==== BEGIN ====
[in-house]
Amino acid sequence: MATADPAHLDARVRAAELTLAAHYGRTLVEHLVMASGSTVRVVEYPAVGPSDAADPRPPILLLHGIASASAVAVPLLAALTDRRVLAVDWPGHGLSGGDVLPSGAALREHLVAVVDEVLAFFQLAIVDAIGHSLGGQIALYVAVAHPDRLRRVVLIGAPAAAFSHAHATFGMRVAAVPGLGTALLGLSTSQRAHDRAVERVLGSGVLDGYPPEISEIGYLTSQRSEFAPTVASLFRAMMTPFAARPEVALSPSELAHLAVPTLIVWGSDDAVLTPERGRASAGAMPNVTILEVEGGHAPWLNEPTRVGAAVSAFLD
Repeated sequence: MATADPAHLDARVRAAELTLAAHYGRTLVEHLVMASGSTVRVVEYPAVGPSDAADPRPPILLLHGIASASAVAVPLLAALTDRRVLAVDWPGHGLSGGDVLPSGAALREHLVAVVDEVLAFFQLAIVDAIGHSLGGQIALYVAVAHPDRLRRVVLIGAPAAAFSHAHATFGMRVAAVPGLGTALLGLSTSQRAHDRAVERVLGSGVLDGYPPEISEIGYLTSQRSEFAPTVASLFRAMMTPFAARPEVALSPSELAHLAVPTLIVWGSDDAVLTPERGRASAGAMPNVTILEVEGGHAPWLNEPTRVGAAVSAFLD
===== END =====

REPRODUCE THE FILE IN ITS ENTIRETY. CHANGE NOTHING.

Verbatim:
[in-house]
Amino acid sequence: MATADPAHLDARVRAAELTLAAHYGRTLVEHLVMASGSTVRVVEYPAVGPSDAADPRPPILLLHGIASASAVAVPLLAALTDRRVLAVDWPGHGLSGGDVLPSGAALREHLVAVVDEVLAFFQLAIVDAIGHSLGGQIALYVAVAHPDRLRRVVLIGAPAAAFSHAHATFGMRVAAVPGLGTALLGLSTSQRAHDRAVERVLGSGVLDGYPPEISEIGYLTSQRSEFAPTVASLFRAMMTPFAARPEVALSPSELAHLAVPTLIVWGSDDAVLTPERGRASAGAMPNVTILEVEGGHAPWLNEPTRVGAAVSAFLD
Repeated sequence: MATADPAHLDARVRAAELTLAAHYGRTLVEHLVMASGSTVRVVEYPAVGPSDAADPRPPILLLHGIASASAVAVPLLAALTDRRVLAVDWPGHGLSGGDVLPSGAALREHLVAVVDEVLAFFQLAIVDAIGHSLGGQIALYVAVAHPDRLRRVVLIGAPAAAFSHAHATFGMRVAAVPGLGTALLGLSTSQRAHDRAVERVLGSGVLDGYPPEISEIGYLTSQRSEFAPTVASLFRAMMTPFAARPEVALSPSELAHLAVPTLIVWGSDDAVLTPERGRASAGAMPNVTILEVEGGHAPWLNEPTRVGAAVSAFLD